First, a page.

Friday, September 5, 2014

Catching quakes in the Mat-Su Valley

The Matanuska Experiment Farm has joined 18 other locations in Southcentral Alaska to become part of a national collaborative initiative for developing the world’s largest, low-cost strong motion seismic network connected by the internet.

Program Assistant Meg Burgett, left, watches Robert DeGroot of the University of Southern California Office of Experiential Learning and Career Advancement install the QCN at the Matanuska Experiment Farm. (Photo by Angie Shephard)
The Quake Catcher Network is not only a research project, it provides scientific educational software so that K – 12 teachers, students and the general public can better understand and participate in the science of earthquakes and earthquake hazards.

Dr. Robert DeGroot, manager of the office of Experiential Learning and Career Advancement at the University of Southern California was in Alaska in August to install sensors and software designed to present earthquake science and hazards in a modern and exciting way.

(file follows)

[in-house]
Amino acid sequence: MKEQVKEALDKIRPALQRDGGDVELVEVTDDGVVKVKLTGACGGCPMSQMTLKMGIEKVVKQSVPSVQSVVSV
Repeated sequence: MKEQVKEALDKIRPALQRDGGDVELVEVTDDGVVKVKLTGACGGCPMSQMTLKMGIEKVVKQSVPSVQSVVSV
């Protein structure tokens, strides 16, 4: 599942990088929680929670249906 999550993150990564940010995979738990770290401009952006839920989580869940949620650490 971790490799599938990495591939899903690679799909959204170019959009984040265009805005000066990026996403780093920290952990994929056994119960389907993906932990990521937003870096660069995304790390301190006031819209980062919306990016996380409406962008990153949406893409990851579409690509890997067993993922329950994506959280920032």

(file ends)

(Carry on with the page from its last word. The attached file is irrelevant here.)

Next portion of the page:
The sensor continuously records earth movements and displays that information on the computer screens. Using these real time data records and the interactive software and lesson plans available through QCN, students and the public gain a better understanding of earthquakes and the science behind them. Linked to sensor sights in Alaska and other states, this portal gives access to records of earth movements at those locations as well. Faculty and staff at the Matanuska Experiment Farm hope to reach out to the Matanuska-Susitna School District and encourage teachers to include a visit to the sensor as part of their earth science studies.

(Story by Meg Burgett, Extension program assistant.)
The QCN sensor (Photo by Angie Shephard)

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